Bone McAllester Norton's annual Fellowship Breakfast is the firm's most honored tradition.  We founded Bone McAllester Norton in 2002 as a new firm, to put into practice a set of core principles and values to which we are unfailingly committed. We adopted the phrase “Law – Life – Passion” as a shorthand way of expressing those principles. One value about which the firm is passionate is diversity.  We believe that we have created a law firm that reflects the diversity of our clients – people of different idealistic, socioeconomic, educational, ethnic, racial and religious backgrounds - and which reflects the core commitments firm founders Charles W. Bone and Stacey A. Garrett made on the day the firm was created.  Rather than simply closing our offices on the MLK holiday, we decided to honor Dr. King’s memory by inviting a few family members, friends and clients to join us for breakfast.  We spend this time together to reflect upon Dr. King, his legacy, and the contributions he made to our world and to each of us personally.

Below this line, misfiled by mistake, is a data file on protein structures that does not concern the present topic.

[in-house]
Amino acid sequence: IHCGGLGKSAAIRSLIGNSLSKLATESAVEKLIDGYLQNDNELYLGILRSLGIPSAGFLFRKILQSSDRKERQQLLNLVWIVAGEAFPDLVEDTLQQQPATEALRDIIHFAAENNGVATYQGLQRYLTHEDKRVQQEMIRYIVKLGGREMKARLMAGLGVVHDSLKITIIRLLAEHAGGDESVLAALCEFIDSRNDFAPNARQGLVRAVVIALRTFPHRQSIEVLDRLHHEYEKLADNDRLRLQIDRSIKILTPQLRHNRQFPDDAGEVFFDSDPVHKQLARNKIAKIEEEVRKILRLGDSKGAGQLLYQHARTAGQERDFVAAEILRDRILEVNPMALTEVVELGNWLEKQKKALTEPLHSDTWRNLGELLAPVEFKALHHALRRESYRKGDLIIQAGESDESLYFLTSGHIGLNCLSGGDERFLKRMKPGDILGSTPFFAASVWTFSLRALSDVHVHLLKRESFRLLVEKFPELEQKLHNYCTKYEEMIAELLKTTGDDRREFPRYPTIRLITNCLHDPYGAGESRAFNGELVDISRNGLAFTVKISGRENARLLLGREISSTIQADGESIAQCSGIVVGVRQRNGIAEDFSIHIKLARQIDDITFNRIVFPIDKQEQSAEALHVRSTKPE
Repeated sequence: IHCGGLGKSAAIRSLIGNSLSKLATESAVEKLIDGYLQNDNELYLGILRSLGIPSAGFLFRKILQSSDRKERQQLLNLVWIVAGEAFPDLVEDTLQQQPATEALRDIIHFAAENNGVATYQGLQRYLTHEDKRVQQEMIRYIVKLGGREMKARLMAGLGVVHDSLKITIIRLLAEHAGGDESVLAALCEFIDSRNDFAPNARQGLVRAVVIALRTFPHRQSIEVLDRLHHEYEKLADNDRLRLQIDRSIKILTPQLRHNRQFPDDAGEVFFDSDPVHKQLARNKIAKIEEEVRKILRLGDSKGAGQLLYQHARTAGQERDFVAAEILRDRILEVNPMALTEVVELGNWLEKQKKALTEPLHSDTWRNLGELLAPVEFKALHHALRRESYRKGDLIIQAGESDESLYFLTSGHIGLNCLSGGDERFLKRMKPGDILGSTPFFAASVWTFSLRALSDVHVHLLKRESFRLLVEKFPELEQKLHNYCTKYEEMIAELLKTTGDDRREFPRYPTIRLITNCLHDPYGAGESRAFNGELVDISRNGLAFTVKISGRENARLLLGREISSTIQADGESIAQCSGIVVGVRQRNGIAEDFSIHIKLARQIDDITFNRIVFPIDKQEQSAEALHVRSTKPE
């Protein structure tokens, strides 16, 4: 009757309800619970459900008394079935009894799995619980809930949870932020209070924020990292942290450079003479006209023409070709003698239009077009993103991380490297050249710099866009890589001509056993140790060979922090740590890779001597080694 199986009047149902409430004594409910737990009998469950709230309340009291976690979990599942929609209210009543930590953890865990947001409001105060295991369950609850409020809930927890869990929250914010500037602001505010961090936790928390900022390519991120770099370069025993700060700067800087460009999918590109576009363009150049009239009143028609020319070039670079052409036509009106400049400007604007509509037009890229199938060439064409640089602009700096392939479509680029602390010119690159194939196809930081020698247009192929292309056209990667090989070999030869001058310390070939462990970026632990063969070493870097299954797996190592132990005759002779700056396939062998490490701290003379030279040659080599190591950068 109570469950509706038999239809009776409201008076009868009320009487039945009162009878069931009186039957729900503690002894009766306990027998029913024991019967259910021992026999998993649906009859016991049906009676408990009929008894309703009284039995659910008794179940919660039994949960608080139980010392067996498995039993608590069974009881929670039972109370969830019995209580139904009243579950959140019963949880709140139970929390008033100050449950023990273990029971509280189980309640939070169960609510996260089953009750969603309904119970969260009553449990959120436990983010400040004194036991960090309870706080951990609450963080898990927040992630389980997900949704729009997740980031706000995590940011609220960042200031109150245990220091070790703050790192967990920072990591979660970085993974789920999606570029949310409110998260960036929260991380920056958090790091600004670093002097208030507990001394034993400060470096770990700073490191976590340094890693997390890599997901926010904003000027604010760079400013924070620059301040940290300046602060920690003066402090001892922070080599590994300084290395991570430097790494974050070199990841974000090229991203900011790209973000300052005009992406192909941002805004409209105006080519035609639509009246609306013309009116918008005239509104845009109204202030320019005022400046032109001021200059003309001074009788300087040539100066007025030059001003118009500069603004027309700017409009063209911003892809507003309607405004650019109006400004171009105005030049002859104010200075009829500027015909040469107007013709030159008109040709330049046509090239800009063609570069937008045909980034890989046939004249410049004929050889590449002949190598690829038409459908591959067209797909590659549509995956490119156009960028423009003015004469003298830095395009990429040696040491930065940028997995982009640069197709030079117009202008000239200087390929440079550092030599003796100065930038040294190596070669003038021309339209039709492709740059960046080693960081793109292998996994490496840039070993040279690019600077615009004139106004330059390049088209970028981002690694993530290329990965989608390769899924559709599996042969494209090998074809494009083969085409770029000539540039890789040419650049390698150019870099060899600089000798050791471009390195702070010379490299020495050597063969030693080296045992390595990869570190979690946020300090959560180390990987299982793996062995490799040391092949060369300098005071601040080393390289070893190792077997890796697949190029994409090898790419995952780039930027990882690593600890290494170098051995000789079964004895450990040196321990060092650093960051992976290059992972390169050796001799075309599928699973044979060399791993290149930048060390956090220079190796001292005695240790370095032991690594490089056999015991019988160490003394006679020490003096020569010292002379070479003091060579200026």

This year, we were honored to have the two time Grammy-Nominated Fisk Jubilee Singers as our entertainment. In 1871, the original Jubilee Singers introduced "slave songs" to the world. Today, the Fisk Jubilee Singers continue the tradition of singing the Negro spiritual around the world sharing this rich culture while preserving this unique music.


Following the Fisk Jubilee Singers, we opened the floor and encouraged comments by anyone who wished to talk about Dr. King's legacy.  Previous Fellowship Breakfasts have featured prominent civil rights champions Dr. E. Rip Patton, Diane Nash, John Seigenthaler and Mike Cody.


We invite you to view:
About the Fisk Jubilee Singers
Video of the Life and Legacy of Dr. King
Slideshow of our 2011 Fellowship Breakfast


 

Paz Haynes Participates in Nationally Recognized Law Day Program

To commemorate Law Day in 2010, the Nashville Bar Association (NBA) produced a program commemorating the 50th Anniversary of the Nashville Student Movement's lunch counter Sit-Ins.


  These Sit-Ins were a seminal event in the advancement of the Nashville community, and the civil rights movement nationwide.  The NBA's presentation honored the "Counsel for the Children" -- the local lawyers who defended the student demonstrators during the Sit-Ins -- with a mock trial involving several distinguished members of the Nashville bench and bar.